Showing posts with label Three Thousand Years of Longing. Show all posts
Showing posts with label Three Thousand Years of Longing. Show all posts

Thursday, September 1, 2022

"Three Thousand Years of Longing" and The Week in Reviews

[I review the new film "Three Thousand Years of Longing" as well as "Jurassic World: Dominion" and "Memory." ]

Three Thousand Years of Longing (2022)

A literary scholar on a trip to Istanbul finds a genie in a bottle. And you know what that means.

Tilda Swinton plays Alithea Binnie, a "narratologist," a scholar who studies narrative structure.  She travels the world giving lectures on mythology vs. science.  During a trip to Istanbul, she purchases a little bottle in an open market and back in her hotel room, while cleaning the bottle, wouldn't you know?  A djinn, also known as a genie, appears (Idris Elba).  And what do genies do?  Why they grant three wishes. Except it turns out it's not as easy as that, and this genie didn't know who he was dealing with.  

Alithea lives alone, is divorced, has no children, no family but likes her life. She is fine, thank you very much, and she is suspicious of the genie and his three wishes, aware that there are tricksters out there and wishes can come back to haunt you.  She asks the genie if he knows the story about the three men stranded in a boat.  Each are given a wish and the first two men wish to be back with their families and the third man misses his friends and wishes them back in the boat!  So Alithea says she doesn't want the three wishes.  That is very bad news for the genie who must grant the three wishes to be free or forever be banished to oblivion.

Now the genie must convince Alithea to use her wishes so he tells her three stories of how he ended up in the bottle and thus the film takes a very different turn.  

Elba now becomes the narrator of three epic tales, the first where he was the companion of the Queen of Sheba, but when she met King Solomon, Solomon threw him into the bottle and tossed it into the sea. There the genie laid until he was found by a young slave in the palace of King Suleiman the Magnificent during the Ottoman Empire 100 years later.  She wished to be the Prince's concubine and to have his child, but palace intrigue against the prince caused her to flee and she never used her third wish, thus condemning the genie back to his bottle.  Finally, the genie's bottle was found once again, this time in the 19th century by Zefir, a young genius with no education who wished to know everything there was to know in the world.  And sadly, the genie made the fatal error of falling for the girl and wishing for himself to stay with her, which backfired. He didn't press her to ask for the rest of her wishes and as you know, he must fulfill all three.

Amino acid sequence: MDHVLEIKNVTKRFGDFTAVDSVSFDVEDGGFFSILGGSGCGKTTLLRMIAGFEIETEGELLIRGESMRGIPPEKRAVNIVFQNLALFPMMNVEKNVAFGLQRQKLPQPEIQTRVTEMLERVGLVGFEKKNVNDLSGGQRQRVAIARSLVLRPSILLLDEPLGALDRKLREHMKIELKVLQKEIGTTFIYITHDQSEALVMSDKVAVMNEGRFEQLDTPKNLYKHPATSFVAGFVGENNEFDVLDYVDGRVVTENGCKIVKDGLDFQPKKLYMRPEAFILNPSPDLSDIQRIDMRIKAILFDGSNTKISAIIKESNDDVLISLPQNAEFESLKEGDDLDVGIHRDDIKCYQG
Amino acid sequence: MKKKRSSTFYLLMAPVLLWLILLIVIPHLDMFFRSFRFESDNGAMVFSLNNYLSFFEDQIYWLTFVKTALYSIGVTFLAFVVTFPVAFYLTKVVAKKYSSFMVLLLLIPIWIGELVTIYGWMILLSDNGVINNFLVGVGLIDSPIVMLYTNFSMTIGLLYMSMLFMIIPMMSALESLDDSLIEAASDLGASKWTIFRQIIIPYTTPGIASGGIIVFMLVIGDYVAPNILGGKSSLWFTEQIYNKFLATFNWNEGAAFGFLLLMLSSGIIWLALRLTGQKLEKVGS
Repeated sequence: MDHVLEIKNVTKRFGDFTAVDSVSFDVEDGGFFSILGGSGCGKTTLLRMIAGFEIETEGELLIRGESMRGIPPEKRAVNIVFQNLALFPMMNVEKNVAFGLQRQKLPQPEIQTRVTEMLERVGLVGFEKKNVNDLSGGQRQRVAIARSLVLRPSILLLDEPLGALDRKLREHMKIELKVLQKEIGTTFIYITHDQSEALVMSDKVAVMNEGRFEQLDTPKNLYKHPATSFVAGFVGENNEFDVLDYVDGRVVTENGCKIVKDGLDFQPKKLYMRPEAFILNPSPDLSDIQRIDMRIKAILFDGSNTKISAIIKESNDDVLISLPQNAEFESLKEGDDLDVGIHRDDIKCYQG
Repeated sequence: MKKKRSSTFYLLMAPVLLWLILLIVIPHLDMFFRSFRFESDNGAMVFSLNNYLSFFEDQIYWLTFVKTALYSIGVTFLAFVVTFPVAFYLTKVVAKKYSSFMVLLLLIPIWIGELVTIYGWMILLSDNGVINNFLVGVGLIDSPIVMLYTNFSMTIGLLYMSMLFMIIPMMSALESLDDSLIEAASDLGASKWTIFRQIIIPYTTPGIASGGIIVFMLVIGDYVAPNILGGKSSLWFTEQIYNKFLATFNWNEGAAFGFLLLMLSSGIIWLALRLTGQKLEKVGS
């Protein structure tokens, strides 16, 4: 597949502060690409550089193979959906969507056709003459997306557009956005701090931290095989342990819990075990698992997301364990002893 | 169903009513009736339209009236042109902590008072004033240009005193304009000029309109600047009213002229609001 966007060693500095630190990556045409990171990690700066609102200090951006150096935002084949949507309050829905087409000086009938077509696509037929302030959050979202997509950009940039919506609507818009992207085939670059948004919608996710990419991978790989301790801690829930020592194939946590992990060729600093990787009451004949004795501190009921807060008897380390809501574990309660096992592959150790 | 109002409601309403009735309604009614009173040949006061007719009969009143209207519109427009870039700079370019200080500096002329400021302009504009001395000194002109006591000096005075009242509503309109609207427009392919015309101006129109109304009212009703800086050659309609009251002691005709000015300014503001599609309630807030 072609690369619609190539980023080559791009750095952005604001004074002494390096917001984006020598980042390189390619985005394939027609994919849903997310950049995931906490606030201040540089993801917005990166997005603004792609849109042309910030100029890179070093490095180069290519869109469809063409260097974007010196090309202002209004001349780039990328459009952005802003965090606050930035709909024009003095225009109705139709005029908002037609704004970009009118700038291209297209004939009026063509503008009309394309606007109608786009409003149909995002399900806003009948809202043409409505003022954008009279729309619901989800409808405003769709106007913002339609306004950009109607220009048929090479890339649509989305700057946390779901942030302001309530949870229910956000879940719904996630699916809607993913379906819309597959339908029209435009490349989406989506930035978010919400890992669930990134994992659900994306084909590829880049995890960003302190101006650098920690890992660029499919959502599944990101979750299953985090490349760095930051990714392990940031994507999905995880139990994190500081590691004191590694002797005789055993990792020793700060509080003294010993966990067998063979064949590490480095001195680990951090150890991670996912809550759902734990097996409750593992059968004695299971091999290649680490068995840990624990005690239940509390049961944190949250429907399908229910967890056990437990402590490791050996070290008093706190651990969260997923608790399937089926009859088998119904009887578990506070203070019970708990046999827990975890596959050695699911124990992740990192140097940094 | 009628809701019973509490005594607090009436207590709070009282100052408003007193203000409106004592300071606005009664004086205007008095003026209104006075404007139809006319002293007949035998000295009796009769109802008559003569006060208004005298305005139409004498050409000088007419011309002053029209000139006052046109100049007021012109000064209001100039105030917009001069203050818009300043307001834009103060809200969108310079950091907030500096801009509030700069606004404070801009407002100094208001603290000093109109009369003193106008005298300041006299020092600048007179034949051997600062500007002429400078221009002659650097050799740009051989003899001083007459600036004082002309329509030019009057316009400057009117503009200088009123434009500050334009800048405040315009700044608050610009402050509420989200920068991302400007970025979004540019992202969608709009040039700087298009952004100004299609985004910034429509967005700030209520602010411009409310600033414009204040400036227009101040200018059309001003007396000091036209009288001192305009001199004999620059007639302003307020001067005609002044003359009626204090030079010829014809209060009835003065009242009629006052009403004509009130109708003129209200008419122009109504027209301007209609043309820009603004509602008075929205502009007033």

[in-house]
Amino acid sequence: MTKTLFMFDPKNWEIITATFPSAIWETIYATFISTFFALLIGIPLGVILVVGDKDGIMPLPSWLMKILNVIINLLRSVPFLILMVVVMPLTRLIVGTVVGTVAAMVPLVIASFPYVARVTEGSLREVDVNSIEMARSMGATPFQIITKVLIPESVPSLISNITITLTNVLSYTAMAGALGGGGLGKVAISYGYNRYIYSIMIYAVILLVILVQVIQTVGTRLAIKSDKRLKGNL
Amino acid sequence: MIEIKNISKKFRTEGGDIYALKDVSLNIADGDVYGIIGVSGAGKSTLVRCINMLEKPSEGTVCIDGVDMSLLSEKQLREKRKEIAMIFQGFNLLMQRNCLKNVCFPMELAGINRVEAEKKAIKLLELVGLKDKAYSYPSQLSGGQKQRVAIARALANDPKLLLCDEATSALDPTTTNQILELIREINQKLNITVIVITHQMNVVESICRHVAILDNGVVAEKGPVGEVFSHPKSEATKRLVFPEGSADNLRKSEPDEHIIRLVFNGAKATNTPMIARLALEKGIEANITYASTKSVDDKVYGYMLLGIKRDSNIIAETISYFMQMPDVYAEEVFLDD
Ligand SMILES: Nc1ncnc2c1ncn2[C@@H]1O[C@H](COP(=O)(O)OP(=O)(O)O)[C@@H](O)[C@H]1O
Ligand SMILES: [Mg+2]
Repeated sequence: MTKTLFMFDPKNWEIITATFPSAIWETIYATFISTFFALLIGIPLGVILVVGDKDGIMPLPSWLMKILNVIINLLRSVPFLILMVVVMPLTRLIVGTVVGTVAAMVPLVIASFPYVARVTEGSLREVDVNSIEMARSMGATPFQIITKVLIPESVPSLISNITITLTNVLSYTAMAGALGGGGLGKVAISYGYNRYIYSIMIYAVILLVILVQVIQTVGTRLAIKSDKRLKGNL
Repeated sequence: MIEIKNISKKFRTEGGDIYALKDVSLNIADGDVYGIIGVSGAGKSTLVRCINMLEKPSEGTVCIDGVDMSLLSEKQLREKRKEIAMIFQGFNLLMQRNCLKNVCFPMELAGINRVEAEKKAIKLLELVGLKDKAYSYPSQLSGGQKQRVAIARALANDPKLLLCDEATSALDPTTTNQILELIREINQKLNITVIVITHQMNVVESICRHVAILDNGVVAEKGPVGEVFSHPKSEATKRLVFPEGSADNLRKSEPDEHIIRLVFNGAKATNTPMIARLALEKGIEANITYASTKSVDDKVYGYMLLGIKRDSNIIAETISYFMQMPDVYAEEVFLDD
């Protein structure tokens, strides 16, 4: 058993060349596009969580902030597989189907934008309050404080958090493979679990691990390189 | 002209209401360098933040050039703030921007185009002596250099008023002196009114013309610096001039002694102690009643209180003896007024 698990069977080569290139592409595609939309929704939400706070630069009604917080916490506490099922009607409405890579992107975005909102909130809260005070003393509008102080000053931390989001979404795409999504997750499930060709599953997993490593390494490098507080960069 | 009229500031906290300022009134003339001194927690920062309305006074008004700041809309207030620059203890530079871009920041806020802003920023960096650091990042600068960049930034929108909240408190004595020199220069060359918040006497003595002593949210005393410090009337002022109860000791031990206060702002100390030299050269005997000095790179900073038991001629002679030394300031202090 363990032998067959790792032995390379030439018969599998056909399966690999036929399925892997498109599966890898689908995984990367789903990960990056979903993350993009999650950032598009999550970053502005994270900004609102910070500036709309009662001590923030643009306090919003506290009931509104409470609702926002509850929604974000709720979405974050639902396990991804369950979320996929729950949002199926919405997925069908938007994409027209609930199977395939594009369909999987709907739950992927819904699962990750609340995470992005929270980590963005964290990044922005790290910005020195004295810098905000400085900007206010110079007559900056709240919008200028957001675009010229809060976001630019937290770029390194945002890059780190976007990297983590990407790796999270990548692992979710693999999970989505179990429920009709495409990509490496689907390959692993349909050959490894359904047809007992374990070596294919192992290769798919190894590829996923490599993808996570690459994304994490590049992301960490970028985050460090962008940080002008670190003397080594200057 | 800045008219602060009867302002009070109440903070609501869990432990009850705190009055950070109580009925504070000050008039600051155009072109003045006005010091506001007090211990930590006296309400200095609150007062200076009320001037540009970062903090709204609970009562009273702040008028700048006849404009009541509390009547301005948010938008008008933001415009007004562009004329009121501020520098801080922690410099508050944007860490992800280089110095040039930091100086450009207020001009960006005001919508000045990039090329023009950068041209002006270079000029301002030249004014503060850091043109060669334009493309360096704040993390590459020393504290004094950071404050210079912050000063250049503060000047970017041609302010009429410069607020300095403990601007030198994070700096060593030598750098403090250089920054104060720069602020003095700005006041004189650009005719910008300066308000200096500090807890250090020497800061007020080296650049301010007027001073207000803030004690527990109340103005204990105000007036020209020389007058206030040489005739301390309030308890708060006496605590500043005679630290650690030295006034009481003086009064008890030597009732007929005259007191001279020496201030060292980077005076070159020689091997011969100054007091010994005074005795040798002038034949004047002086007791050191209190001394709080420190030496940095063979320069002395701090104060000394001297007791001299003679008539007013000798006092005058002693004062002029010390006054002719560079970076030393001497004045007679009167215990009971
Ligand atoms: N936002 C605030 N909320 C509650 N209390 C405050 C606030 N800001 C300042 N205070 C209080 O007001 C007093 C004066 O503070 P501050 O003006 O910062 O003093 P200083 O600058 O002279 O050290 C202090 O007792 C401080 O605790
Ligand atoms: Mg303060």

So now Alithea realizes that she and the genie have something in common - loneliness.  So she makes a wish.

Tilda Swinton is a very quirky actress.  You never know what kind of twist she will add to a role, what accent she will sport or what color her hair will be.  Likewise, you never know what she will show up in at events. Here she has short, very bright red hair and talks with a northern English accent. But calling her quirky does not mean that I don't like her.  I do.  She is one of our premiere actresses who takes her job seriously, losing herself in whatever part she plays. Sadly, she doesn't have much to do in this film.  It's all about Idris.

Ah, Idris Alba.  There is a reason there is buzz about him becoming the next James Bond.  Even with pointy genie ears, he is swoon-worthy to be sure, but he is also a wonderful actor and here he gets to play against type.  He's a genie with issues!

Oddly, the first half of the movie hardly involves Swinton, and Elba is only incidentally a part of it as these tales unfold, so if you were hoping for a big dose of them together, you will be disappointed. I also had a difficult time understanding what constituted freedom for the genie - does he want to be in or out of the bottle? But there is a lot going on with this film and perhaps it needs to be seen more than once. 

Based on the short story "The Djinn in the Nightingale's Eye" by A.S. Byatt with a screenplay by George Miller and Augusta Gore (Miller's daughter) and directed by Miller, who is best known for the Mad Max franchise.  It's interesting that Miller appeared at the opening of the film to thank the audience for venturing out to the theatre to see his film on the big screen.  I remember that Tom Cruise did the same thing for "Top Gun: Maverick." Filmmakers and stars want to remind us that these films are meant to be seen on the big screen, not at home in our jammies with a glass of wine and some crackers (you caught me).  But he's right.  I feel bad that the movie industry has suffered so much since the pandemic.  There were only two other people along with me and my friend in the theatre when we saw this film.  Granted it was an early matinee, but still a sign that the movies have not yet recovered from the pandemic.  Even though the pandemic changed my movie going, I am going to support going to the movies again, even though I miss my jammies (and the wine).  And I have faith.  The movie industry weathered the advent of TV and other obstacles, and it will weather this.